When JCPenney announced that they were changing their logo, my first question was what it looked like. My second question was who designed it. I was disappointed to learn that the company had a contest for the logo redesign. Yep, they got it for free:
To choose a new logo design, jcpenney sought submissions that reflect a wide range of perspectives. Participants included the Company’s associates, several design agencies and two art schools – University of Cincinnati and Rhode Island School of Design – that collectively submitted over 200 designs for consideration. The winning design was provided by Luke Langhus, a third-year graphic design student at the University of Cincinnati, who chose to reintroduce jcpenney’s iconic red box – a symbol he has long associated with the national retailer. Langhus developed a versatile logo that preserves the Company’s namesake but can be modified to showcase the “jcp” independently, given his intent to ensure it would resonate with constantly-connected digital consumers who often use abbreviations.
Wow. Abbreviations!! I’ll totally shop there now! And when did the University of Cincinnatti with 304 programs of study become known as an art school, let alone one that is on par with the Rhode Island School of Design?
While I’m happy for Langhus, I disagree with a company using a contest to solicit free work. It makes great press, but it sets a bad precedent. A brand is three-dimensional, full of substance, personality and authenticity. Any changes should be made thoughtfully, carefully and for good reason. It shouldn’t become a corporate MBA’s idea of a “social” experience. At least they announced it rather than just spring it on us–we all learned from the Gap’s mistakes. (BTW, my favorite analysis of the Gap debacle is this FastCompany blog post by brand identity expert David Brier. The comments are spot on, as well.)
I’m a writer, not a graphic designer, although I have partnered with designers for 20+ years on brand initiatives. But if you’re interested in a straight design perspective, check out this insightful post, A Penney for Your Thoughts, by graphic designer Armin Vit. So while I do like the use of the red box and the fresher approach to “jcp,” I don’t care for the way “enney” floats by itself in a sea of white space. Maybe it’s the writer in me, but I don’t think people should have to think too hard about a word when they see it in text or graphics. It’s a distraction–and it detracts. Here’s the explanation provided by the press release:
The jcpenney logo puts greater visual emphasis on a new, lowercase “jcp” by positioning it slightly off-centered in a red box while still featuring the Company’s signature red color and Helvetica font. The logo was designed to evoke a sense of movement and discovery as the letters appear to break out of the box, symbolizing an emergence into an exciting, new future.
I know brand-speak hype when I hear it. I also know movement when I see it–and no offense, but I don’t see movement in this new logo. I see “enney.” And Helvetica. Wow! Original. (Here’s a good quick post on that topic that sums up the Helvetica dilemma: Writing for Designers: Helvetica, overused?)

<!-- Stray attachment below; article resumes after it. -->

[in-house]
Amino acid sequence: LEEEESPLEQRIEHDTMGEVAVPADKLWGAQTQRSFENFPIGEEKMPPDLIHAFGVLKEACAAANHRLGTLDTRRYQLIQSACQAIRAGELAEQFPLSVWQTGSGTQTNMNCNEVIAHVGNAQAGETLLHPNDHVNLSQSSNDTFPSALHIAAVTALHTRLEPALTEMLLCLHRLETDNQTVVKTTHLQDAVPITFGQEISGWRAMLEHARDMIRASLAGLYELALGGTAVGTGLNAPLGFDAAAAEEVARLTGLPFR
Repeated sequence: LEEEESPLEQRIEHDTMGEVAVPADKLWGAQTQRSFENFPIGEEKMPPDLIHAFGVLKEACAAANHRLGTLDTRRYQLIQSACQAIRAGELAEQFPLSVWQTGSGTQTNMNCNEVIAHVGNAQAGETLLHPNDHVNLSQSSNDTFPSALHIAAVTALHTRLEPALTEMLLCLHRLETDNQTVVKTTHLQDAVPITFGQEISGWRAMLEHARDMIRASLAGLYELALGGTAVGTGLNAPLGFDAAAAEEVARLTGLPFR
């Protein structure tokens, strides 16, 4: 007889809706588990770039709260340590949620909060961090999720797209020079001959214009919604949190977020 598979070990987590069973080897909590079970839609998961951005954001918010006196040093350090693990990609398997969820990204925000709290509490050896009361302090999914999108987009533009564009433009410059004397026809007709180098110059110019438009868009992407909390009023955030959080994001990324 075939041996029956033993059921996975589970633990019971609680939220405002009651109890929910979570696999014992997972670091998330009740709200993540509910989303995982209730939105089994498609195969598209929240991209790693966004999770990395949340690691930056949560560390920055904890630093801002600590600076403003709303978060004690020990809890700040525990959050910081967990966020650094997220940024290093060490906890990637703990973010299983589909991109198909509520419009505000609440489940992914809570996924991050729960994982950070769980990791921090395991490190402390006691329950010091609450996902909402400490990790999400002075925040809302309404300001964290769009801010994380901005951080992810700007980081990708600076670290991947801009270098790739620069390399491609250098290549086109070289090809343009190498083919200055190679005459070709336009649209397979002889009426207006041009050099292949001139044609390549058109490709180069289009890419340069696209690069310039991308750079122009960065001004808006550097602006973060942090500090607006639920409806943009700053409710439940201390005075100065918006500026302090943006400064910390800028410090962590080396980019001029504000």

And as far as “symbolizing an emergence into an exciting, new future,” I think–at JCPenney?? The last item I purchased there was a pair of slippers for my husband’s 98-year-old grandfather, a former farmer. I bought them online from JCPenney–oops, sorry, jcpenney (wow, see the big difference!?)–because I knew it was the only store nearby his rural town where his caregiver could physically go to return or exchange them. (He doesn’t have a computer and has no idea what Zappos is.)
See, this is where the whole “brand redesign contest” approach falls apart. Because any brand strategist worth their salt knows that words like “exciting new future” and “break out of the box” are not associated with the JCPenney or jcpenney brand. It’s a place to buy clothes and household goods at a value. It’s been around for a long time. My older relatives shop there. Enough said.
Unless jcpenney is radically changing their strategy, their stores or their products, a refresh of their logo–that’s what this really is–is not going to change much about the perceptions of people who do or don’t shop there. It’s not going to differentiate jcpenney from JCPenney or Target or Kohl’s or any of their competitors. And while I am a big fan of all lowercase letters and names, displaying JCPenney as jcpenney doesn’t up the cool factor. It doesn’t make it more “social.” It doesn’t compel me to shop there. And it doesn’t change the fact that it’s still the same old JCPenney: more expensive than Wal-Mart. Less cool than Target. Old and irrelevant.
So if you or anyone you know has ever uttered the words “Hey, I know! Let’s have a logo contest!”, ask these five essential brand strategy questions first:
1. Why are you changing your brand identity?
2. Why are you changing it now–and why should we care?
3. What do you hope to accomplish?
4. Who are you trying to reach (if you say everyone, you’re in trouble)?
5. How are you going to support your new brand “promise”–not just in your logo and your press release–but everywhere: inside and out, top to bottom?
Maybe I’m not in jcpenney’s target audience. And I definitely haven’t seen their rationale. But I don’t see anything to get excited about here. I guess it proves one thing: you get what you pay for.
What do you think? Comment or cast your vote.